Now that you know what bell peppers are and why you should include bell peppers in your quest for a healthier diet…and a few great recipes to use them in…let’s make sure that we’re selecting the best bell peppers and storing them correctly.
Selecting Bell Peppers
Like most other fruits and veggies, bell peppers are available all year long, but are usually more available during the summer and early fall.
When shopping for bell peppers, look for ones that meet the following criteria…
are heavy for their size
deep vivid color
firm enough to yeild only slightly under a small amount of pressure
free of soft spots, blemishes and darkened areas
green and fresh looking stems
have no signs . Lof decay, injuries to the skin, or water-soaked areas
not soft or wrinkled, meaning that they are overripe
thick, well-formed and well-hydrated walls
Bell peppers start out green and then change from yellow to red as they mature.
The riper the bell pepper the more carotenoids and anthocyanins the bell pepper will contain….so your best bet is to choose red or yellow bell peppers.
Just as most other vegetables, buying organic bell peppers will ensure that you will be less likely to be exposed to contaminants, pesticides and heavy metals. To make sure that you are buying organic bell peppers, look for the USDA organic logo.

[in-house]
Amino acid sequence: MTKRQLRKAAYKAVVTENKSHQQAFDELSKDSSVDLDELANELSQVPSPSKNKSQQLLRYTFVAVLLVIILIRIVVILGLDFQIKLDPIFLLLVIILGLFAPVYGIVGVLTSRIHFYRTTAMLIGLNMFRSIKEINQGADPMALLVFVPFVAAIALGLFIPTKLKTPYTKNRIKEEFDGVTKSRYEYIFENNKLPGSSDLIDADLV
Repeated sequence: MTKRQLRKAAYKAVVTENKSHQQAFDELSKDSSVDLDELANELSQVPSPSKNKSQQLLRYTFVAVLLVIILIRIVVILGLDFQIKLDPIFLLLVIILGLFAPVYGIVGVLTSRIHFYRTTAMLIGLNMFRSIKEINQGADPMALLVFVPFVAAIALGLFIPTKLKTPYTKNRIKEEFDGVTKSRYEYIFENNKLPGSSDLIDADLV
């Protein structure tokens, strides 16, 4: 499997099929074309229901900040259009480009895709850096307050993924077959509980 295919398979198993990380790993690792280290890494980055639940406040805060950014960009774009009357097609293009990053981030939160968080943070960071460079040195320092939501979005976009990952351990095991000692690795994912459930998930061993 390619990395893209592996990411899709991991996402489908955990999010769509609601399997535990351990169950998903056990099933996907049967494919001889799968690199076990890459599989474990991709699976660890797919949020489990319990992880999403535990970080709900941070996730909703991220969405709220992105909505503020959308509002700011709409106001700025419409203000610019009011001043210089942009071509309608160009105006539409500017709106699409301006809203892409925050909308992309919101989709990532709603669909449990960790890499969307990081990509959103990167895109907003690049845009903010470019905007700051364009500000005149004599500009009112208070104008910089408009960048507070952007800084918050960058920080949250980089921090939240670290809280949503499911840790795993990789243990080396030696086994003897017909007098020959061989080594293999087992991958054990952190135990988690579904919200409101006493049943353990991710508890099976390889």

Storing Bell Peppers
Store bell peppers in the vegetable compartment your fridge, where they will keep for up to ten days. Certain nutrients—such as vitamin C, vitamin B6, and carotenoids—are highly susceptible to heat. Refrigerating your bell peppers ensure that the bell peppers retain more of these nutrients.
However, if you really want your green bell peppers to change color so that you can get the extra nutrients, you might want to keep them for a day or two at room temperature instead of placing them in your fridge.
The optimal temperature to keep your bell peppers in the fridge is between 40-45°F.
Store bell peppers in as dry of a container as you able to because water can speed up the rotting process.
Place a damp cloth or paper towel in the vegetable compartment to help the peppers stay well hydrated.
It is important that you do not remove the stem before storing them because the stem keep them from losing moisture and prevents them from being damage by the cold temperature of the fridge.
Freezing Bell Peppers
Freezing whole bell peppers is better than chopping or slicing them first because this will maintain more of their nutrient content and flavor.
Prepping Bell Peppers
Before prepping your bell pepper, be sure to wash the pepper under cold running water. Scrub away any wax from the pepper with a natural bristle brush.
Now cut around the stem with a paring knife and gently remove it.
Cut the pepper in half lengthwise,
Clean out the core and seeds. You don’t want to remove the pulpy white inner cavity of the bell pepper because it is rich in flavonoids.